July 6—Eight teenage girls and their teacher traveled to Santa Fe this week from their small town in Chile to showcase their unique dance styles to the city and the world.
Aged 14 to 19, the members of Semillas del Orolonco performed their first local show on Monday at the annual Pancakes on the Plaza fundraiser. They are also among dozens of artists and performers from around the world who will take part in the International Folk Art Market this week, with several performances scheduled on Museum Hill.
“It was really an amazing experience,” cast member Valentina Triviño, 17, said in Spanish in an interview on Tuesday. “We’ve been to neighboring countries, but dancing in the United States is a whole other level.”
Semillas del Orolonco hails from Putaendo, a small town about 60 miles north of Santiago. The troupe combines traditional Latin American and modern dance moves to share teen culture and keep it alive for future generations. Patricio Ordóñez, the group’s instructor, said the girls have dedicated themselves to dancing – some having studied for more than a decade after starting at the age of 7.
Traditional Latin American folk dances originated from indigenous, European and African traditions that made their way to South America and merged to form new traditions, Ordóñez said. The combination of traditional and contemporary dance has become popular in Latin America for dancers hoping to reconnect with their roots, while having more freedom to express themselves, he added.
“Traditional folk dancing is limited by the types of steps and movements it can do,” Ordóñez said in Spanish. “For example, there is no dance from Chile where the dancers throw themselves on the ground, twirl or pirouette.”
The International Folk Art Market, featuring 164 artists from 49 countries, will kick off Wednesday evening with a community celebration in the Plaza, followed by a private gala for artists on Museum Hill.
The market opens to the public on Thursday morning at Milner Plaza on Museum Hill and runs until Sunday afternoon, with timed ticket entries.
Last year, the event was limited to just 200 attendees at a time due to COVID-19 issues. This year, the limit has been increased to 500 people.
Marketplace CEO Melissa Mann said the limitations serve as a precaution but also provide customers with a better experience.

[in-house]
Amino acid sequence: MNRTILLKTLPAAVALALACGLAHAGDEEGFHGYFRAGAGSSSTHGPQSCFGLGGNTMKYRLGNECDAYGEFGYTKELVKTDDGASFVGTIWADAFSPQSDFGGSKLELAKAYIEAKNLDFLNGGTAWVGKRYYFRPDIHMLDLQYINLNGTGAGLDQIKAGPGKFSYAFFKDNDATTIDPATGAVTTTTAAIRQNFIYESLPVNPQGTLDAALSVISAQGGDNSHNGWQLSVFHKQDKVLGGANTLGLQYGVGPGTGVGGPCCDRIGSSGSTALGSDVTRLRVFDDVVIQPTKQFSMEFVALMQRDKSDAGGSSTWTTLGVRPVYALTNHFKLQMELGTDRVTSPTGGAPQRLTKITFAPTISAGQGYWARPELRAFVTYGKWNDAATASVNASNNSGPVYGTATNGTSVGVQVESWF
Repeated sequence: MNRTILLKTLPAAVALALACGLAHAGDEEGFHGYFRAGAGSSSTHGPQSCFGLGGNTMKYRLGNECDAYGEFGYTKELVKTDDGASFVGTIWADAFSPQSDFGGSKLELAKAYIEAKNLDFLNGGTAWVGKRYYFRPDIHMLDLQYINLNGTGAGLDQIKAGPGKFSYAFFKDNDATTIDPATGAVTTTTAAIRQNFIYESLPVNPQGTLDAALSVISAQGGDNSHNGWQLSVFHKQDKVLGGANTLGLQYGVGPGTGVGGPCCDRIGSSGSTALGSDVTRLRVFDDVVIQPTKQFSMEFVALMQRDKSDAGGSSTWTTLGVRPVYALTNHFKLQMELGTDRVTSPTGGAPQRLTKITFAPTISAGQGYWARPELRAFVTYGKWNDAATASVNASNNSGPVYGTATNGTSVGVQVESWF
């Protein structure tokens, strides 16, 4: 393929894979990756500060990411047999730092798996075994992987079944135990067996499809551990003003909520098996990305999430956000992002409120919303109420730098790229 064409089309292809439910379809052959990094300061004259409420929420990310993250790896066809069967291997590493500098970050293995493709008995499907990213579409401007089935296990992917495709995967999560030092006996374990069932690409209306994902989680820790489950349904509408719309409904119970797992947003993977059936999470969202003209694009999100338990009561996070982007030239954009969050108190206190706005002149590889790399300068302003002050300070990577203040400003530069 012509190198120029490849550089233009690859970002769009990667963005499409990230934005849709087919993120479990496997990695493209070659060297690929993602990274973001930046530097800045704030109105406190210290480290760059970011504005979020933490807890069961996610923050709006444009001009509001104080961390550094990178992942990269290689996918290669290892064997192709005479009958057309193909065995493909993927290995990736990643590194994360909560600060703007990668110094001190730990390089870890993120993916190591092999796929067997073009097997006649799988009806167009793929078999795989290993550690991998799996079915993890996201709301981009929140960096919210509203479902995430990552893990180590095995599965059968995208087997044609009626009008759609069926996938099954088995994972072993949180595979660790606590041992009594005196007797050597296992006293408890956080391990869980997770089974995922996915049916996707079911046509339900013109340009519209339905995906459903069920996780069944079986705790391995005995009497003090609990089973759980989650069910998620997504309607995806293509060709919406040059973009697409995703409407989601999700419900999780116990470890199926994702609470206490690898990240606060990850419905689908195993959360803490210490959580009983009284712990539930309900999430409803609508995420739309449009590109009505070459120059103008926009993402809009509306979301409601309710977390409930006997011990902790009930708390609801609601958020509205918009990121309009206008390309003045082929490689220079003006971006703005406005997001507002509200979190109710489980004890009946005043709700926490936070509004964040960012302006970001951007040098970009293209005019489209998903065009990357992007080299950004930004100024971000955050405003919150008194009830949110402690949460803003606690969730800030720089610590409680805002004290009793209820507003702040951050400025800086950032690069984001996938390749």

“We found last year that when we had fewer people in the market, the people who were there really had time to talk to the artists, to really understand the context and understand the art,” Mann said.
The annual market provides an important part of income for folk artists throughout the year.
“Given all the madness in the world with the pandemic, with inflationary costs, you know, a lot of artists have been going through very tough times financially and emotionally,” Mann said. “It’s a chance to bring them all together…and celebrate what they do.”
Natalia Aguilera, 17, a member of Semillas del Orolonco, noted that she saw a love for art in Santa Fe. “People here really appreciate art, something that doesn’t happen a lot in Chile.” , she said. “It’s really exciting to know that people really like what you do.”
When the girls aren’t training or performing in the city, they explore a local culture that reminds them of home as well as new experiences – like a 4th of July fireworks display and getting caught under a hot summer rain.
“In some ways it’s very similar to where we live in Putaendo, and the people are very friendly,” Aguilera said.
Bringing Semillas del Orolonco to Santa Fe was a multi-year process that began more than two years ago, before the coronavirus pandemic halted international travel. Claudia Vargas-Gerst, a member of the Rotary Club of Santa Fe Centro and originally from Chile, said she has known Ordóñez for many years and wanted to help share the work of the troupe.
Vergsa-Gersta offered the Rotary Club to invite the troupe and worked with the government of Putaendo to bring the girls to the United States.
Putaendo has agreed to fly members of Semillas del Orolonco to New Mexico as Chile’s cultural ambassadors, she said, and the Rotary Club provides lodging, meals and anything else the girls need. during their stay in Santa Fe.
Vergsa-Gersta said she hopes people leave the group’s performances with empathy and an understanding of another culture.
“We get to know each other better and understand that people [are] just like you and me. … We are human beings [who want] the same no matter what part of the world you’re from,” she said.